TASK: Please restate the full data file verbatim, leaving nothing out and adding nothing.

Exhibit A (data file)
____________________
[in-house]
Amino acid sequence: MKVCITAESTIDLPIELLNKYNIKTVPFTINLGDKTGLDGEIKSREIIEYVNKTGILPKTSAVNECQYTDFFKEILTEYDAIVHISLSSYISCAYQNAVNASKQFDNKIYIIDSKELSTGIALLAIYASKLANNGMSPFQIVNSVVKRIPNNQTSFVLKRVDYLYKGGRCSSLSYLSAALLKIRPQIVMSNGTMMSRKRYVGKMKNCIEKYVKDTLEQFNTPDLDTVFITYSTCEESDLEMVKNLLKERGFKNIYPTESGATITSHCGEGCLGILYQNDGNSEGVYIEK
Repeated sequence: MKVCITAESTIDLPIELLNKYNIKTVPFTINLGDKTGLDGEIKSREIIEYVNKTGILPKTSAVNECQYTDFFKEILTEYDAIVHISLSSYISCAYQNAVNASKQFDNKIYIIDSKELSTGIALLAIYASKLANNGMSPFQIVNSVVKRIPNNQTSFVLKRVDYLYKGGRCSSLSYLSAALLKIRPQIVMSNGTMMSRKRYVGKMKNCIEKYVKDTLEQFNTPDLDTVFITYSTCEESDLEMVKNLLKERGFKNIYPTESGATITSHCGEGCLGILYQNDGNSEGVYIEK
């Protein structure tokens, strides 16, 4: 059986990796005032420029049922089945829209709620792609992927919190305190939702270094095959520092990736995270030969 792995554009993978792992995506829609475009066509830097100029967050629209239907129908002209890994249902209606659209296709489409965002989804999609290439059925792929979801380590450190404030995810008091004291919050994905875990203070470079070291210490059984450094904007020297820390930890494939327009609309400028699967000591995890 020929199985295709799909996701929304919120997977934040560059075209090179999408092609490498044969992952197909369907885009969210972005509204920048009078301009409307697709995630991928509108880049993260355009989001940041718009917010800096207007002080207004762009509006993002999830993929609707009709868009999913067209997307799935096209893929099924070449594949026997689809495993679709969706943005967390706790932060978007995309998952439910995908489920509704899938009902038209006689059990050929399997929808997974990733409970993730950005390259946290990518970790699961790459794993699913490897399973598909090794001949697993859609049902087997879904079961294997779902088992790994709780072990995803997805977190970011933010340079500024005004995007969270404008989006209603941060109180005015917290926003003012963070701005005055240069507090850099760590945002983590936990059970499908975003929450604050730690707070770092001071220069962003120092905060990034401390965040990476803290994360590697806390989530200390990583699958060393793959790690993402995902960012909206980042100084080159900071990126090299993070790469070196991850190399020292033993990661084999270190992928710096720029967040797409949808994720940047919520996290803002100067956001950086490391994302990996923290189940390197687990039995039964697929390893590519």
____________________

[in-house]
Amino acid sequence: MKVCITAESTIDLPIELLNKYNIKTVPFTINLGDKTGLDGEIKSREIIEYVNKTGILPKTSAVNECQYTDFFKEILTEYDAIVHISLSSYISCAYQNAVNASKQFDNKIYIIDSKELSTGIALLAIYASKLANNGMSPFQIVNSVVKRIPNNQTSFVLKRVDYLYKGGRCSSLSYLSAALLKIRPQIVMSNGTMMSRKRYVGKMKNCIEKYVKDTLEQFNTPDLDTVFITYSTCEESDLEMVKNLLKERGFKNIYPTESGATITSHCGEGCLGILYQNDGNSEGVYIEK
Repeated sequence: MKVCITAESTIDLPIELLNKYNIKTVPFTINLGDKTGLDGEIKSREIIEYVNKTGILPKTSAVNECQYTDFFKEILTEYDAIVHISLSSYISCAYQNAVNASKQFDNKIYIIDSKELSTGIALLAIYASKLANNGMSPFQIVNSVVKRIPNNQTSFVLKRVDYLYKGGRCSSLSYLSAALLKIRPQIVMSNGTMMSRKRYVGKMKNCIEKYVKDTLEQFNTPDLDTVFITYSTCEESDLEMVKNLLKERGFKNIYPTESGATITSHCGEGCLGILYQNDGNSEGVYIEK
């Protein structure tokens, strides 16, 4: 059986990796005032420029049922089945829209709620792609992927919190305190939702270094095959520092990736995270030969 792995554009993978792992995506829609475009066509830097100029967050629209239907129908002209890994249902209606659209296709489409965002989804999609290439059925792929979801380590450190404030995810008091004291919050994905875990203070470079070291210490059984450094904007020297820390930890494939327009609309400028699967000591995890 020929199985295709799909996701929304919120997977934040560059075209090179999408092609490498044969992952197909369907885009969210972005509204920048009078301009409307697709995630991928509108880049993260355009989001940041718009917010800096207007002080207004762009509006993002999830993929609707009709868009999913067209997307799935096209893929099924070449594949026997689809495993679709969706943005967390706790932060978007995309998952439910995908489920509704899938009902038209006689059990050929399997929808997974990733409970993730950005390259946290990518970790699961790459794993699913490897399973598909090794001949697993859609049902087997879904079961294997779902088992790994709780072990995803997805977190970011933010340079500024005004995007969270404008989006209603941060109180005015917290926003003012963070701005005055240069507090850099760590945002983590936990059970499908975003929450604050730690707070770092001071220069962003120092905060990034401390965040990476803290994360590697806390989530200390990583699958060393793959790690993402995902960012909206980042100084080159900071990126090299993070790469070196991850190399020292033993990661084999270190992928710096720029967040797409949808994720940047919520996290803002100067956001950086490391994302990996923290189940390197687990039995039964697929390893590519």